Just because it’s not already a staple in your tea cupboard, doesn’t mean that chrysanthemum tea doesn’t warrant becoming a new addition. In fact, with the high level of flavonoids, amino acids, vitamins and minerals contained in Chrysanthemum tea, it makes a great daily addition to a healthy diet and even better as a replacement for caffeinated teas. It’s increasingly found throughout supermarkets in the western world, and its health benefits which were long ago appreciated in traditional Chinese medicine, are becoming increasingly well known.
The Ancient History of Chrysanthemum Tea
Traditionally, chrysanthemum tea was used throughout China as a revered herbal medicine. Evidence has been found in countless texts of traditional Chinese medicine, and it is believed to have been cultivated as early as 1500 B.C.. The first known appearance in ancient Chinese texts was from a herbal encyclopedia called “Shen Nong Ben Cao Jing,” or the “Divine Farmer’s Materia Medica.” This book was from the Han Dynasty. It has since appeared throughout legend and lore, becoming an important aspect of many medicinal practices.
Although relatively unknown in western cultures, in Asia chrysanthemum tea has been used to treat a variety of ailments throughout its history. Taoists enjoyed chrysanthemum tea for treatment of qi (energy), anti-aging, and increased blood flow. Practitioners of traditional Chinese medicine in modern times still use the herbal tea to treat eye issues, illnesses caused by wind, poor circulation, and inflammation.
A Properly Brewed Chrysanthemum Tea
Brewing chrysanthemum tea properly, requires a bit more attention than your normal pot of English breakfast tea, but it’s not overly complicated. If brewed under the correct temperature, time and care, it will allow the delicate flowers of the tea to release all their beneficial vitamins and nutrients.
The first step is sourcing a quality tea, which can usually be found in Asian supermarkets and specialty tea shops. Look for organic teas to ensure chemicals and other toxins are not also infused into your tea along with the flowers. Stay away from prepackaged tea bags, and mixtures as these typically contain high levels of sugars. Instead look for whole flowers. Investing in high quality flowers is worth the money, as you can easily reuse the buds for multiple steepings by simply increasing the steeping temperature and time with each use.
Chrysanthemum tea should be steeped in hot but not boiling water, approximately 90°C for 3-4 minutes. Use two teaspoons of flowers per cup of tea. The liquid will be light yellow to light amber, and emit a gentle floral aroma. A perfectly soothing cup to enjoy.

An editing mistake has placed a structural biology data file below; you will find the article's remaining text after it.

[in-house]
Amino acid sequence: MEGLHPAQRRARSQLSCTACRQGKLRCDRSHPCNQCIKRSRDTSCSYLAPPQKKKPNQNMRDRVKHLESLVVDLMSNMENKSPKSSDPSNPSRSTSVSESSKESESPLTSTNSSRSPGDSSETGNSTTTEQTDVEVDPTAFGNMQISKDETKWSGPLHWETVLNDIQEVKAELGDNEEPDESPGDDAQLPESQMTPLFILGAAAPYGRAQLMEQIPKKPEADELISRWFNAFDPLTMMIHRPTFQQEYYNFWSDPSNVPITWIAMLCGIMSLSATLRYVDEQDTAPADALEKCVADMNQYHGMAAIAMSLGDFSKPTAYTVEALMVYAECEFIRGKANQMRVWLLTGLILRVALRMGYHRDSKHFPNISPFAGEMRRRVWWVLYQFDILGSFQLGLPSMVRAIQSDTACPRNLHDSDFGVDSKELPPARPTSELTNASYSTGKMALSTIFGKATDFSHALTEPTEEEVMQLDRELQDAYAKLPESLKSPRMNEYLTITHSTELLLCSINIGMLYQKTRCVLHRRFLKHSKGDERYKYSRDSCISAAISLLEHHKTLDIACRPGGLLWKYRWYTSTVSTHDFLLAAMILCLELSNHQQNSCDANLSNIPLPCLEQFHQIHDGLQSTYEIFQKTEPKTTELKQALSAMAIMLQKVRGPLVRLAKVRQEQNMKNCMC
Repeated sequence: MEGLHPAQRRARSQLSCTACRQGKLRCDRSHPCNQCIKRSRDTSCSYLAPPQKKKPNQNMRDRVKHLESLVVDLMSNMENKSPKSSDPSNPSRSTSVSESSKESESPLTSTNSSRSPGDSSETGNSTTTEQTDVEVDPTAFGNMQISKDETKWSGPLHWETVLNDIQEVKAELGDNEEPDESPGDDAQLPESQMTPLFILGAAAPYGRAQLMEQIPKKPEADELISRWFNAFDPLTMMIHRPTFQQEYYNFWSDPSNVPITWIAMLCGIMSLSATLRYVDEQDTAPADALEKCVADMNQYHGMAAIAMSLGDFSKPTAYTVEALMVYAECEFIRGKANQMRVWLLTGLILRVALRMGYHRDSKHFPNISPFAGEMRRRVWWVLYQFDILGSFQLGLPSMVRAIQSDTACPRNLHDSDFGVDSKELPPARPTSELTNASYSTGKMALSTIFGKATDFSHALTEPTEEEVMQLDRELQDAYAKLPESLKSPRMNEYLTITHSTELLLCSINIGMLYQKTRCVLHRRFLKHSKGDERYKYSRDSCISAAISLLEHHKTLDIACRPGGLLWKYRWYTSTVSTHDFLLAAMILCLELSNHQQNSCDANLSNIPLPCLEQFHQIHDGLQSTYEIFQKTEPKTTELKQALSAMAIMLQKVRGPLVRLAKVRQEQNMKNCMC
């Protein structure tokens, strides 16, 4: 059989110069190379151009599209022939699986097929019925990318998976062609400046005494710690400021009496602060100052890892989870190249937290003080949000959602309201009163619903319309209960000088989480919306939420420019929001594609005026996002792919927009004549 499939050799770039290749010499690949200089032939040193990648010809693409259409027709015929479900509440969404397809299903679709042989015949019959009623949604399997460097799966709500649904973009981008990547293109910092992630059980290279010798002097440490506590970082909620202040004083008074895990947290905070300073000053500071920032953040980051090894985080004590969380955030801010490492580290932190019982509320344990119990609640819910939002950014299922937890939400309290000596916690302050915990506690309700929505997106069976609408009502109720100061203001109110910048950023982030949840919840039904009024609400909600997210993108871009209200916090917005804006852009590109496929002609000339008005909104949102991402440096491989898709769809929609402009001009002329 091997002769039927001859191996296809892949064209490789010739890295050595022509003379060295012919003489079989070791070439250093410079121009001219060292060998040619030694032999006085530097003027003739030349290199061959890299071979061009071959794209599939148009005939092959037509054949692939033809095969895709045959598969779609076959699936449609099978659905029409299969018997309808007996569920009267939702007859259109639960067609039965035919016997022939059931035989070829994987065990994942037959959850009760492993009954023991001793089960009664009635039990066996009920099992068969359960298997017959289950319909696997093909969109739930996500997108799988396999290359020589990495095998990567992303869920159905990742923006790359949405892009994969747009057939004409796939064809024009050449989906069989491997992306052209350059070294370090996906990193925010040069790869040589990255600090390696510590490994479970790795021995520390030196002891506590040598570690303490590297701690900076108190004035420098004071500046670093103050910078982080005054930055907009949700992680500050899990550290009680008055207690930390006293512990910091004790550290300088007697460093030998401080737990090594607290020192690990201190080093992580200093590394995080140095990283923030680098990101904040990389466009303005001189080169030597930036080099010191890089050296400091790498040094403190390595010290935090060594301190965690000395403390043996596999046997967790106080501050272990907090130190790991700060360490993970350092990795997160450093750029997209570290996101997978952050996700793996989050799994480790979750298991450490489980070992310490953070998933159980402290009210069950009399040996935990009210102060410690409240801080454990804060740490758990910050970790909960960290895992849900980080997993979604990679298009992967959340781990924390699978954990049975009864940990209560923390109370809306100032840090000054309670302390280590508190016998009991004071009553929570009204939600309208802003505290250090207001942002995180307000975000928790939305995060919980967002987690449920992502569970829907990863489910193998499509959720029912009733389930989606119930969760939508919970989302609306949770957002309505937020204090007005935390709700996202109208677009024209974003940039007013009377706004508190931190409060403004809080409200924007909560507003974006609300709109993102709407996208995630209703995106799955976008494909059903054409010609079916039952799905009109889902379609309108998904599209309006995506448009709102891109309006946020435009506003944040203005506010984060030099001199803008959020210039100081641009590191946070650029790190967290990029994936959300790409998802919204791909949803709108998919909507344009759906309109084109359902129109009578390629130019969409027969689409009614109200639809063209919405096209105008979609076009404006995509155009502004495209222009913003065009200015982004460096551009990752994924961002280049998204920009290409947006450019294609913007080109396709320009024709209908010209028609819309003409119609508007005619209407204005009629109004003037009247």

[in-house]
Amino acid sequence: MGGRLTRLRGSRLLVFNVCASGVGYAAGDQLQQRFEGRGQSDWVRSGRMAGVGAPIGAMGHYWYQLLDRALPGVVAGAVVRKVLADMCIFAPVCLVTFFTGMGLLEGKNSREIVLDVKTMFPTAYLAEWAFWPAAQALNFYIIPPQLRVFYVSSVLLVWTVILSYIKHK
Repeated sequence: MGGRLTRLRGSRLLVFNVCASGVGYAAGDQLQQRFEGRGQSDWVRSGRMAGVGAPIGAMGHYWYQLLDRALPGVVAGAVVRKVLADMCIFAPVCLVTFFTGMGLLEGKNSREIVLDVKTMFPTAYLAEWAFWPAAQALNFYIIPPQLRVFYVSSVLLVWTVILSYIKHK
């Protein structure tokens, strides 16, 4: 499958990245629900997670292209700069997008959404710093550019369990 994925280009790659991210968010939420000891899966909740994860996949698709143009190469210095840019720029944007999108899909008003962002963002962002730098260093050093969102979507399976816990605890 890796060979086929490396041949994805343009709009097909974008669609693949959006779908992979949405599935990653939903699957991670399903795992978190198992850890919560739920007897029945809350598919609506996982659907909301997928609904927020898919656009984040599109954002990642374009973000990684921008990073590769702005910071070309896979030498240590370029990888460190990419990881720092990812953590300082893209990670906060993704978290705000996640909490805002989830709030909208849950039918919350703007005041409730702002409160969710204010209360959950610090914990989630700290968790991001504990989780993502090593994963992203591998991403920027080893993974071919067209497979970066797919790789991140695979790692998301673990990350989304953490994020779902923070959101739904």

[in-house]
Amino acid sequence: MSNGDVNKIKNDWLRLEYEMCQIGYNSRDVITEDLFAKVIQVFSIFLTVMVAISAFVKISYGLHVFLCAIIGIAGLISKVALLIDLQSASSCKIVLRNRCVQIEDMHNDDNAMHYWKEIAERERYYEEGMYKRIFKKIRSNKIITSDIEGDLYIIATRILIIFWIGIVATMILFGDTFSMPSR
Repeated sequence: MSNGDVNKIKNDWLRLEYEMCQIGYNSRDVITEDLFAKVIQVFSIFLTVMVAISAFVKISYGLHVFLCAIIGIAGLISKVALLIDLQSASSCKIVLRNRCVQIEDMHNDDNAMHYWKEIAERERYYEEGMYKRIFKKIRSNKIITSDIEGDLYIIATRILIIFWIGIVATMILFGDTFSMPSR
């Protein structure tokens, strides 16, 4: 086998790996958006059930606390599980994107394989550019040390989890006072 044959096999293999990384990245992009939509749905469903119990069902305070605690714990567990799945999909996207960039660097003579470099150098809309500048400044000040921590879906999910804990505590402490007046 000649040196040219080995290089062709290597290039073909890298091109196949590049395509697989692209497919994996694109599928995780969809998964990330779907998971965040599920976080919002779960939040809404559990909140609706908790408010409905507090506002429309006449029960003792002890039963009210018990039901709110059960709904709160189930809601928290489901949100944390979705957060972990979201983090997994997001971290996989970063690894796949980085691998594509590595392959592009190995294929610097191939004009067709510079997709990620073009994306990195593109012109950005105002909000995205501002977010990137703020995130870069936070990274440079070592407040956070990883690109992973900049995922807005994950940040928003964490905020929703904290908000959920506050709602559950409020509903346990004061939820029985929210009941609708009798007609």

The Powerful Health Benefits of Chrysanthemum Tea
Chrysanthemum tea works to lower blood pressure, and lower bad cholesterol. It promotes overall heart health, and lowers risk of cardiovascular issues such as heart attacks, strokes and heart disease.
Long used in traditional Chinese medicine for detoxification, the effects of chrysanthemum tea are now better understood. The tea specifically targets a buildup of toxins and heavy metals in the liver, letting them be flushed out and allowing the liver to continue to clean the blood without congestion.
Carrots aren’t the only food that boosts eyesight, because Chrysanthemum tea is also extremely high in B carotene. Once processed by the body, B carotene turns into vitamin A which helps maintain and improve eye health. If you are already experiencing eye sight issues related to age, a herbal tea concoction gives an added boost to help fight the decline.
Chrysanthemum tea has been found to prevent bone mineral density loss because it contains extremely high levels of trace minerals essential to bone health. In every cup of chrysanthemum tea, you’ll find 20.91% DV (percent Daily Value) of manganese, 7.78% DV for copper, as well as extremely high levels of potassium and iron. All these minerals are difficult to find in a normal western diet, but can easily be added with a soothing cup of tea.
It’s very common for young women to become anemic during their teenage years, and for it to continue to affect their health long into adulthood. Roughly 9% of women between the ages of 12 and 49 suffer from anemia. Many women, especially in their younger years, find it difficult to consume enough iron every day to alleviate the symptoms of anemia, such as fatigue and weakness. Chrysanthemum tea offers a great alternative to iron supplements, or dark greens, because it contains 21% of your required daily intake simply from 1 cup of tea!
A Word of Caution
Although a very low risk, it is always important to keep an eye out for chance of side effects. Especially for people who have allergies to ragweed, or daisies, there is a greater risk that they might also react to chrysanthemum tea. If there are any unwanted side effects, discontinue use immediately.